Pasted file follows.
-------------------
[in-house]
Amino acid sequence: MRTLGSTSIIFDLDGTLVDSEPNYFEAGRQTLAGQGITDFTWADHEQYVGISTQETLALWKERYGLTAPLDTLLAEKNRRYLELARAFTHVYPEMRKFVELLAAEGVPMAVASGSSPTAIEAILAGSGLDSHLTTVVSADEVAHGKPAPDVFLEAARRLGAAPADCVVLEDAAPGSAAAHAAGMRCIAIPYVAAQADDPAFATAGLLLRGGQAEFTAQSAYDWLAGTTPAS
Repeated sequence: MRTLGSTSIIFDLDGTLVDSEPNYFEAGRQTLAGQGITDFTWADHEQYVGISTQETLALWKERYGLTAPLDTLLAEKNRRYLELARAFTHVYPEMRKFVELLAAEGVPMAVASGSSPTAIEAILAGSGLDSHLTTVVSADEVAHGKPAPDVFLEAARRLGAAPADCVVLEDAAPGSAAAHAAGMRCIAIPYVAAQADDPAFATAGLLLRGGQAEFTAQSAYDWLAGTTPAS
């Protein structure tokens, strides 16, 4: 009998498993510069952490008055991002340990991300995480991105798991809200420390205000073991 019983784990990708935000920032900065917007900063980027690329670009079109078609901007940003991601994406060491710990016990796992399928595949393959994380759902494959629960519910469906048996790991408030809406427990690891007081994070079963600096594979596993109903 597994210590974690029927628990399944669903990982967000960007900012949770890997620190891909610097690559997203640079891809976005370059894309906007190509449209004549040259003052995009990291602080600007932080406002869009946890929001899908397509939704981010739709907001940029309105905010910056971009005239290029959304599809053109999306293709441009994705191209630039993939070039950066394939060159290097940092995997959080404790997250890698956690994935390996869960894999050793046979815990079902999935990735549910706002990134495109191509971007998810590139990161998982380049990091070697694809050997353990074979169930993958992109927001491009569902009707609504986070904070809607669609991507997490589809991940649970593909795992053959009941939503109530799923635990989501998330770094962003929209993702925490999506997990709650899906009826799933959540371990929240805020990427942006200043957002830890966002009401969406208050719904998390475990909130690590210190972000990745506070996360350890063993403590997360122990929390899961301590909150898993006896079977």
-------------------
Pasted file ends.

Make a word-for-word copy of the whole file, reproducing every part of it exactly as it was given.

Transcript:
[in-house]
Amino acid sequence: MRTLGSTSIIFDLDGTLVDSEPNYFEAGRQTLAGQGITDFTWADHEQYVGISTQETLALWKERYGLTAPLDTLLAEKNRRYLELARAFTHVYPEMRKFVELLAAEGVPMAVASGSSPTAIEAILAGSGLDSHLTTVVSADEVAHGKPAPDVFLEAARRLGAAPADCVVLEDAAPGSAAAHAAGMRCIAIPYVAAQADDPAFATAGLLLRGGQAEFTAQSAYDWLAGTTPAS
Repeated sequence: MRTLGSTSIIFDLDGTLVDSEPNYFEAGRQTLAGQGITDFTWADHEQYVGISTQETLALWKERYGLTAPLDTLLAEKNRRYLELARAFTHVYPEMRKFVELLAAEGVPMAVASGSSPTAIEAILAGSGLDSHLTTVVSADEVAHGKPAPDVFLEAARRLGAAPADCVVLEDAAPGSAAAHAAGMRCIAIPYVAAQADDPAFATAGLLLRGGQAEFTAQSAYDWLAGTTPAS
């Protein structure tokens, strides 16, 4: 009998498993510069952490008055991002340990991300995480991105798991809200420390205000073991 019983784990990708935000920032900065917007900063980027690329670009079109078609901007940003991601994406060491710990016990796992399928595949393959994380759902494959629960519910469906048996790991408030809406427990690891007081994070079963600096594979596993109903 597994210590974690029927628990399944669903990982967000960007900012949770890997620190891909610097690559997203640079891809976005370059894309906007190509449209004549040259003052995009990291602080600007932080406002869009946890929001899908397509939704981010739709907001940029309105905010910056971009005239290029959304599809053109999306293709441009994705191209630039993939070039950066394939060159290097940092995997959080404790997250890698956690994935390996869960894999050793046979815990079902999935990735549910706002990134495109191509971007998810590139990161998982380049990091070697694809050997353990074979169930993958992109927001491009569902009707609504986070904070809607669609991507997490589809991940649970593909795992053959009941939503109530799923635990989501998330770094962003929209993702925490999506997990709650899906009826799933959540371990929240805020990427942006200043957002830890966002009401969406208050719904998390475990909130690590210190972000990745506070996360350890063993403590997360122990929390899961301590909150898993006896079977």